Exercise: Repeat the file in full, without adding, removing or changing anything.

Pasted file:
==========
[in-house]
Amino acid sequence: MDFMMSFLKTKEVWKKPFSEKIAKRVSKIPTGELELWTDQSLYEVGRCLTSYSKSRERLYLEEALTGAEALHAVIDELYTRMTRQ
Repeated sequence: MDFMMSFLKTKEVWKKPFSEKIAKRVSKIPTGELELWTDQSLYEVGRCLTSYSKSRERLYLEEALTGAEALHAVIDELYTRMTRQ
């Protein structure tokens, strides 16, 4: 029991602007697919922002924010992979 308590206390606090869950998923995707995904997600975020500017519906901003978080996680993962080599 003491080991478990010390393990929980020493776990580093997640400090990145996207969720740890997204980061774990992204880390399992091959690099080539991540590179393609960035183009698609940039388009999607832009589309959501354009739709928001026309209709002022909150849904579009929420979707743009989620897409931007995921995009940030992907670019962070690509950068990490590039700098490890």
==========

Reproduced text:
[in-house]
Amino acid sequence: MDFMMSFLKTKEVWKKPFSEKIAKRVSKIPTGELELWTDQSLYEVGRCLTSYSKSRERLYLEEALTGAEALHAVIDELYTRMTRQ
Repeated sequence: MDFMMSFLKTKEVWKKPFSEKIAKRVSKIPTGELELWTDQSLYEVGRCLTSYSKSRERLYLEEALTGAEALHAVIDELYTRMTRQ
């Protein structure tokens, strides 16, 4: 029991602007697919922002924010992979 308590206390606090869950998923995707995904997600975020500017519906901003978080996680993962080599 003491080991478990010390393990929980020493776990580093997640400090990145996207969720740890997204980061774990992204880390399992091959690099080539991540590179393609960035183009698609940039388009999607832009589309959501354009739709928001026309209709002022909150849904579009929420979707743009989620897409931007995921995009940030992907670019962070690509950068990490590039700098490890």